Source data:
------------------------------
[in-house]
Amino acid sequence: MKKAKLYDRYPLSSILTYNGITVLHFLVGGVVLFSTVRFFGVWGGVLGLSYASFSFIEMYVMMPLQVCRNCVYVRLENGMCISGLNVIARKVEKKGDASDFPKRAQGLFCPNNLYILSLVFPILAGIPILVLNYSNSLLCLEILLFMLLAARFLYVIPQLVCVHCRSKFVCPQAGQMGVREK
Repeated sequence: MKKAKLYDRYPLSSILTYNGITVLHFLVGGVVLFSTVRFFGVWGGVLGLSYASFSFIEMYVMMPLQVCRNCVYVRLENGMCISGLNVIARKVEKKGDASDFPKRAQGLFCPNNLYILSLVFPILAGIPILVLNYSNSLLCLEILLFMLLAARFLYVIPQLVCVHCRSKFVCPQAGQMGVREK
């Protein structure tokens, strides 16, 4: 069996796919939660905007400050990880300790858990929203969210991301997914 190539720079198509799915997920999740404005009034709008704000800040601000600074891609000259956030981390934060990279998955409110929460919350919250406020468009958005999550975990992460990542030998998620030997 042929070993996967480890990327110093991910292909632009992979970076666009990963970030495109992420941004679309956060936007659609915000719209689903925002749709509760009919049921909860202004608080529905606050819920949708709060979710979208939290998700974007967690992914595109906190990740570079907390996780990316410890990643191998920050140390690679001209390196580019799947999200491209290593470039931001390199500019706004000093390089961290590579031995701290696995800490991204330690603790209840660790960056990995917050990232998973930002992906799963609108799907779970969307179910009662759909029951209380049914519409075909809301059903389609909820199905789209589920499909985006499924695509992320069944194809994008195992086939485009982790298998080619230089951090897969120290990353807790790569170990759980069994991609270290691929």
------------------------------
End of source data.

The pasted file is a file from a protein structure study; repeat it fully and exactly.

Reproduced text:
[in-house]
Amino acid sequence: MKKAKLYDRYPLSSILTYNGITVLHFLVGGVVLFSTVRFFGVWGGVLGLSYASFSFIEMYVMMPLQVCRNCVYVRLENGMCISGLNVIARKVEKKGDASDFPKRAQGLFCPNNLYILSLVFPILAGIPILVLNYSNSLLCLEILLFMLLAARFLYVIPQLVCVHCRSKFVCPQAGQMGVREK
Repeated sequence: MKKAKLYDRYPLSSILTYNGITVLHFLVGGVVLFSTVRFFGVWGGVLGLSYASFSFIEMYVMMPLQVCRNCVYVRLENGMCISGLNVIARKVEKKGDASDFPKRAQGLFCPNNLYILSLVFPILAGIPILVLNYSNSLLCLEILLFMLLAARFLYVIPQLVCVHCRSKFVCPQAGQMGVREK
């Protein structure tokens, strides 16, 4: 069996796919939660905007400050990880300790858990929203969210991301997914 190539720079198509799915997920999740404005009034709008704000800040601000600074891609000259956030981390934060990279998955409110929460919350919250406020468009958005999550975990992460990542030998998620030997 042929070993996967480890990327110093991910292909632009992979970076666009990963970030495109992420941004679309956060936007659609915000719209689903925002749709509760009919049921909860202004608080529905606050819920949708709060979710979208939290998700974007967690992914595109906190990740570079907390996780990316410890990643191998920050140390690679001209390196580019799947999200491209290593470039931001390199500019706004000093390089961290590579031995701290696995800490991204330690603790209840660790960056990995917050990232998973930002992906799963609108799907779970969307179910009662759909029951209380049914519409075909809301059903389609909820199905789209589920499909985006499924695509992320069944194809994008195992086939485009982790298998080619230089951090897969120290990353807790790569170990759980069994991609270290691929």